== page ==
Statistische Nachrichten - Summaries November 2019

Working Poor

Working Poor – the new indicator based on individual incomes in comparison with the Eurostat indicator based on EU-SILC

This article presents a new indicator to analyse the connection between work and poverty. Previous approaches in the context of EU-SILC dealing with this connection made use of the equivalised income. However, these approaches are not adequate to analyse individual characteristics like gender and age. The proposed indicator aims to correct this flaw. It is based on a concept of individual at-risk-of-poverty within the household context and aims to bring together the household perspective and the perspective of the individual: important is the individual income (from work), the household context defines the poverty threshold. Besides a general discussion of the new approach the article also presents first analyses and interpretations, mainly in comparison with the concept of “in-work poverty”. The new indicator, then, allows for answering the question how many people in paid work depend on financial resources additional to their income from work to avoid becoming at-risk-of-poverty.

Minimum Income Scheme 2018

In 2018 a total of 289 646 persons were supported by the minimum income scheme (“Mindestsicherung”). After the strong annual growth until 2016 and a stagnation in 2017, the number of supported persons decreased by 18 208 (-5.9%) compared to the previous year. The total expenditure (subsistence, housing needs, protection in case of sickness) amounted to EUR 941 million (-36 million or -3.7% compared to 2017). Corresponding to the number of recipients (63%, annual average), the major part thereof was spent in Vienna (EUR 621 million). The average monthly expenditure per community in need for subsistence and housing needs reached EUR 638 and was highest in Vorarlberg (EUR 813) and in Tyrol (EUR 729).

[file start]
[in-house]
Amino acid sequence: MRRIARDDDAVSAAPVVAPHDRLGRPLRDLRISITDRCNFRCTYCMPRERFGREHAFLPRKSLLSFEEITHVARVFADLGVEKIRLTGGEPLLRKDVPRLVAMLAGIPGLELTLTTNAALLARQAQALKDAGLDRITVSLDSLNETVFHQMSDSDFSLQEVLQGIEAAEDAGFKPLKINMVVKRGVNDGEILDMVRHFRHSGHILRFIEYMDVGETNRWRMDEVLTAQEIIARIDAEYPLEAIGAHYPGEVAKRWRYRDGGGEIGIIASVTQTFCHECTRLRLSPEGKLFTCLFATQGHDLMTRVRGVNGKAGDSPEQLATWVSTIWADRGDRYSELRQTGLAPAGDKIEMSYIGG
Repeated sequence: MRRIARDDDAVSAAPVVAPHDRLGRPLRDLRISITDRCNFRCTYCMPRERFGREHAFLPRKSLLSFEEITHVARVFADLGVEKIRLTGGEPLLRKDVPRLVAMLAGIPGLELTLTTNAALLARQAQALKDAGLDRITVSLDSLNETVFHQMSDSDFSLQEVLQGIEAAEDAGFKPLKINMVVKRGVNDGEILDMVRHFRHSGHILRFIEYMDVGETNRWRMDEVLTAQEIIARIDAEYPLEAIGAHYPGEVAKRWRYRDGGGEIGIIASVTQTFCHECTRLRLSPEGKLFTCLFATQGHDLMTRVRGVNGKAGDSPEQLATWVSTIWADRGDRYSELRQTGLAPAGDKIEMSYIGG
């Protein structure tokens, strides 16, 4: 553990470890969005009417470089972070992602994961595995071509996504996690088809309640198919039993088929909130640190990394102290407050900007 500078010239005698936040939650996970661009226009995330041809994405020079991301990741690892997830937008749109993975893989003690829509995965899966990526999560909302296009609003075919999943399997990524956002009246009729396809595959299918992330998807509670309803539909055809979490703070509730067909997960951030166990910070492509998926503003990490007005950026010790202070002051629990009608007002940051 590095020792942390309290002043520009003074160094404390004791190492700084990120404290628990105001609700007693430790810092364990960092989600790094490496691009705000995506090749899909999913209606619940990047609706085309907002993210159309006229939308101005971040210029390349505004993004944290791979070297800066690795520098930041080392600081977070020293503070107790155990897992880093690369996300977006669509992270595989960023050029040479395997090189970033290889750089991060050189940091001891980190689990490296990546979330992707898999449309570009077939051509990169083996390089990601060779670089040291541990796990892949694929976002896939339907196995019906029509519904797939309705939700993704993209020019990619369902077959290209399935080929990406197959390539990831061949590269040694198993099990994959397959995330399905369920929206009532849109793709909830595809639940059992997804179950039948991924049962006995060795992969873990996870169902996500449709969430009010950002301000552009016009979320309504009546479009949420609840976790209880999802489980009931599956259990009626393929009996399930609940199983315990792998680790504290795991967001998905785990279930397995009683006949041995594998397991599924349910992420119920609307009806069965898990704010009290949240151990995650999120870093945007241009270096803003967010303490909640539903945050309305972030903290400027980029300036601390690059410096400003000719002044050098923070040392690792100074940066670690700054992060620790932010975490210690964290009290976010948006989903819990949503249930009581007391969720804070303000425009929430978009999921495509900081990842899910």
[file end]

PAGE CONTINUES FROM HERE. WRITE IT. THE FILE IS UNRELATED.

CPI September 2019

The inflation rate of the Consumer Price Index (CPI, base year 2015) in September 2019 amounted to 1.2% (August 2019: 1.5%), as Statistics Austria reports. Expenditures for housing, water and energy (+2.8% compared to September 2018) remained the most important price driver, followed by expenditures for restaurants and hotels (+3.1%). Decreasing prices for telecommunication and transport had a dampening effect on the inflation rate. The index level of the CPI was 107.0. Compared to the previous month, the average price level increased by 0.5%.

The index level of the Harmonised Index of Consumer Prices (HICP, base year 2015) in September 2019 was 107.42 (August revised: 106.34), with the harmonised inflation rate amounting to 1.2%.

The Profiling of Enterprise Groups

Implementation in Austria and consequences for Structural Business Statistics

The present implementation of the currently valid EU regulation on statistical units for business statistics seems to be outdated due to the changed economic reality. An adjustment in the concept of structural business statistics is necessary to improve the validity of the data, while at the same time improving the consistency and coherence of the data, as well as avoiding double counting through an increasingly integrated data production process. Although a complete transition to the “statistical enterprise” is planned only with the implementation of FRIBS (reference year 2021), the reporting year 2018 will be regarded as the first milestone in which large enterprise groups can voluntarily provide data to Statistics Austria in order to get valuable analytical insights for the future process.

Gross Domestic Product 2018

This article provides an overview of the recent results of the Austrian national accounts for the year 2018 and explains the major revisions for the years 2015 to 2017. Most of the changes are due to the availability of more recent and detailed business statistics and to the balancing process of supply and use tables. Gross domestic product (GDP) grew by 2.4% in real terms in 2018. Hence, the economic upturn (2016: +2.1%; 2016: +2.5%) continued in 2018. According to the information so far available, real GDP growth in the European Union was 2.0% and, thus, fell short of the Austrian growth rate.